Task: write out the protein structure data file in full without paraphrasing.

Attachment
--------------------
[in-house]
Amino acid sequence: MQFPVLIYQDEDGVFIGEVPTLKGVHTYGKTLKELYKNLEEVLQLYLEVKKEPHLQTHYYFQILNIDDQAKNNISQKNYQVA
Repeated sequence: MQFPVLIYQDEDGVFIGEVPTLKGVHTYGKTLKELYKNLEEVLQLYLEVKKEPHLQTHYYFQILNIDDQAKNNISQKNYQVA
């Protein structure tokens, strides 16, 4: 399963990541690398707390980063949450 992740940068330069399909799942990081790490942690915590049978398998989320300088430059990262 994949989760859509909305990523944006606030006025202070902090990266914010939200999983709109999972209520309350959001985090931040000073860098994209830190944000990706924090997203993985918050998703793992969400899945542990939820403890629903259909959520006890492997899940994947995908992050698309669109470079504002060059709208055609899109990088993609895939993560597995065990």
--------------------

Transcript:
[in-house]
Amino acid sequence: MQFPVLIYQDEDGVFIGEVPTLKGVHTYGKTLKELYKNLEEVLQLYLEVKKEPHLQTHYYFQILNIDDQAKNNISQKNYQVA
Repeated sequence: MQFPVLIYQDEDGVFIGEVPTLKGVHTYGKTLKELYKNLEEVLQLYLEVKKEPHLQTHYYFQILNIDDQAKNNISQKNYQVA
């Protein structure tokens, strides 16, 4: 399963990541690398707390980063949450 992740940068330069399909799942990081790490942690915590049978398998989320300088430059990262 994949989760859509909305990523944006606030006025202070902090990266914010939200999983709109999972209520309350959001985090931040000073860098994209830190944000990706924090997203993985918050998703793992969400899945542990939820403890629903259909959520006890492997899940994947995908992050698309669109470079504002060059709208055609899109990088993609895939993560597995065990």